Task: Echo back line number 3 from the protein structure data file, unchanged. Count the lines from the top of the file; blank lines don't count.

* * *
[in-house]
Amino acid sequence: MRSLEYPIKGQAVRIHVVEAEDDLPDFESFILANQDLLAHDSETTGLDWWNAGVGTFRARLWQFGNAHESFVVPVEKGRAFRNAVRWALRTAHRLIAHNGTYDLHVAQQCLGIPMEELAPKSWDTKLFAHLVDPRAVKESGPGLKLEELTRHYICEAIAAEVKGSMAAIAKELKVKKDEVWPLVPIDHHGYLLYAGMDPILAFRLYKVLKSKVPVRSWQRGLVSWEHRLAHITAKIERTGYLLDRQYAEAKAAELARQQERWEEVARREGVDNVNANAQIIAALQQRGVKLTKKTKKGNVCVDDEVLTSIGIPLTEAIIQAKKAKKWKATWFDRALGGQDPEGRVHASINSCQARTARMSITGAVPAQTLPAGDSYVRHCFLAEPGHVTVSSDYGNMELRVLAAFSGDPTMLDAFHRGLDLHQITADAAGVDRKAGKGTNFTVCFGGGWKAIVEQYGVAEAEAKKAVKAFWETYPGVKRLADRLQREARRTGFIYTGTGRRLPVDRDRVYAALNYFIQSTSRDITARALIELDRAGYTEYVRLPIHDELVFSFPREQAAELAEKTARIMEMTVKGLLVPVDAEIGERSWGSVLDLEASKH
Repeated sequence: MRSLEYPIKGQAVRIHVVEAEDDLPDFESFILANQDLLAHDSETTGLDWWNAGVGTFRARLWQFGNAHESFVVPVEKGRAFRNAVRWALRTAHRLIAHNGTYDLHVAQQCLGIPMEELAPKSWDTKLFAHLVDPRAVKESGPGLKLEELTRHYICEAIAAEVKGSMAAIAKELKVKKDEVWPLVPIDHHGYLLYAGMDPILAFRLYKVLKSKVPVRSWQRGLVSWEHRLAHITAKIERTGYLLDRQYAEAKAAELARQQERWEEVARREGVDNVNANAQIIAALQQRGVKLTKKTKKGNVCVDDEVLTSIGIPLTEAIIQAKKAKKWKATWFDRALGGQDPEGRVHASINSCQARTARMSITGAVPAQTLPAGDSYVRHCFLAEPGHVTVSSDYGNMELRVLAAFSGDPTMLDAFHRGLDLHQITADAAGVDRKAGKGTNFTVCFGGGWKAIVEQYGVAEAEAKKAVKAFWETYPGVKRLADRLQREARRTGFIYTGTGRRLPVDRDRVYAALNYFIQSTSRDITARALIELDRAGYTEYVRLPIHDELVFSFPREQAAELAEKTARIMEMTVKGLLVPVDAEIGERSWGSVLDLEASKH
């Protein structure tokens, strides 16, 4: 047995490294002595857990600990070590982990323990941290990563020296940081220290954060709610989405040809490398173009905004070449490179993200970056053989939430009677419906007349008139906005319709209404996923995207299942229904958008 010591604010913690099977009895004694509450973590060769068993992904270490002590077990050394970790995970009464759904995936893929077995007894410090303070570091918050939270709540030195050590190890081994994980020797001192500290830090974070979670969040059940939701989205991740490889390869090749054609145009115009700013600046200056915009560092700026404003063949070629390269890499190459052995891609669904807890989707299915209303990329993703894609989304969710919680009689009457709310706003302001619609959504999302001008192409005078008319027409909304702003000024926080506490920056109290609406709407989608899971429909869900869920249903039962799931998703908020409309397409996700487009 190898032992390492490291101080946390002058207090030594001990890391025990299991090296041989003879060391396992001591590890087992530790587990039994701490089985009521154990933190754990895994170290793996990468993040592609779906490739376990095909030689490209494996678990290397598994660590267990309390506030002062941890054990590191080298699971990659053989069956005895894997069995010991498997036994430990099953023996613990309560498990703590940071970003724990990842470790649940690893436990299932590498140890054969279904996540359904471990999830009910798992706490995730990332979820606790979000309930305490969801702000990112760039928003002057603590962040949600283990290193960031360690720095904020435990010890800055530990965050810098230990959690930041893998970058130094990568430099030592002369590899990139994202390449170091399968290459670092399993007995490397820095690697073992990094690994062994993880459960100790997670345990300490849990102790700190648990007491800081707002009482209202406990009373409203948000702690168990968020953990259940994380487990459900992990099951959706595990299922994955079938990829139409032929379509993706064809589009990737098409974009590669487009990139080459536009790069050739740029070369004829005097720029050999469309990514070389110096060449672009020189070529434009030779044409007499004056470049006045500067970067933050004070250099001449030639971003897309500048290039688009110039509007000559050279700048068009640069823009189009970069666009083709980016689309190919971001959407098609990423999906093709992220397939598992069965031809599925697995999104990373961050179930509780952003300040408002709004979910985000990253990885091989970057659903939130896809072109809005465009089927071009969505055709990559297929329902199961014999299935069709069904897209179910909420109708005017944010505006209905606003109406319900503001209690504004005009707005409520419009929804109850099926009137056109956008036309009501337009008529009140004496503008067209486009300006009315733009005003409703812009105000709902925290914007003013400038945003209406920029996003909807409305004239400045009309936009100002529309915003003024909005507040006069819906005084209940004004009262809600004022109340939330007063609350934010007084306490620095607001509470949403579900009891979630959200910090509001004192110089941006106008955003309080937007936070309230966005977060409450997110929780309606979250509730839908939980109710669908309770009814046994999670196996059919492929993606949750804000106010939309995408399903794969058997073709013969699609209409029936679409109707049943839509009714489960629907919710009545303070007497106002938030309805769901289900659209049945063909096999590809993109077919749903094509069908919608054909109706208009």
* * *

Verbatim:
Repeated sequence: MRSLEYPIKGQAVRIHVVEAEDDLPDFESFILANQDLLAHDSETTGLDWWNAGVGTFRARLWQFGNAHESFVVPVEKGRAFRNAVRWALRTAHRLIAHNGTYDLHVAQQCLGIPMEELAPKSWDTKLFAHLVDPRAVKESGPGLKLEELTRHYICEAIAAEVKGSMAAIAKELKVKKDEVWPLVPIDHHGYLLYAGMDPILAFRLYKVLKSKVPVRSWQRGLVSWEHRLAHITAKIERTGYLLDRQYAEAKAAELARQQERWEEVARREGVDNVNANAQIIAALQQRGVKLTKKTKKGNVCVDDEVLTSIGIPLTEAIIQAKKAKKWKATWFDRALGGQDPEGRVHASINSCQARTARMSITGAVPAQTLPAGDSYVRHCFLAEPGHVTVSSDYGNMELRVLAAFSGDPTMLDAFHRGLDLHQITADAAGVDRKAGKGTNFTVCFGGGWKAIVEQYGVAEAEAKKAVKAFWETYPGVKRLADRLQREARRTGFIYTGTGRRLPVDRDRVYAALNYFIQSTSRDITARALIELDRAGYTEYVRLPIHDELVFSFPREQAAELAEKTARIMEMTVKGLLVPVDAEIGERSWGSVLDLEASKH